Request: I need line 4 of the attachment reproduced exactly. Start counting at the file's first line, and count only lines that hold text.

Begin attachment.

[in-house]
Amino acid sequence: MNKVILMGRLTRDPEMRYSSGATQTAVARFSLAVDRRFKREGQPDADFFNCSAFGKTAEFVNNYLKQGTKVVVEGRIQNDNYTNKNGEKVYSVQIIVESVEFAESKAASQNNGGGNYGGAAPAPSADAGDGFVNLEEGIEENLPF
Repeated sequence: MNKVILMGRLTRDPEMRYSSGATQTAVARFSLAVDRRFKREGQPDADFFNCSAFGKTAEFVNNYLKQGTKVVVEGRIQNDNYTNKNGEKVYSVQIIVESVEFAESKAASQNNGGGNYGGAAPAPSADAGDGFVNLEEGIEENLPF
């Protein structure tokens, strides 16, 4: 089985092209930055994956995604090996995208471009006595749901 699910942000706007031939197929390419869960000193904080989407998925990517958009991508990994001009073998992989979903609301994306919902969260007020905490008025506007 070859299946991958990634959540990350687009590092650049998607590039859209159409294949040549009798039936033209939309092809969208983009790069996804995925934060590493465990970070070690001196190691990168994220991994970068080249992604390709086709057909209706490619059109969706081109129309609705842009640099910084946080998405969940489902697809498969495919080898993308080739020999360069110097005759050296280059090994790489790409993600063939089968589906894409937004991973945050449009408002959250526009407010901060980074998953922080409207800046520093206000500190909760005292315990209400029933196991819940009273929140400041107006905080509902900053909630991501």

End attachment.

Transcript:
């Protein structure tokens, strides 16, 4: 089985092209930055994956995604090996995208471009006595749901 699910942000706007031939197929390419869960000193904080989407998925990517958009991508990994001009073998992989979903609301994306919902969260007020905490008025506007 070859299946991958990634959540990350687009590092650049998607590039859209159409294949040549009798039936033209939309092809969208983009790069996804995925934060590493465990970070070690001196190691990168994220991994970068080249992604390709086709057909209706490619059109969706081109129309609705842009640099910084946080998405969940489902697809498969495919080898993308080739020999360069110097005759050296280059090994790489790409993600063939089968589906894409937004991973945050449009408002959250526009407010901060980074998953922080409207800046520093206000500190909760005292315990209400029933196991819940009273929140400041107006905080509902900053909630991501």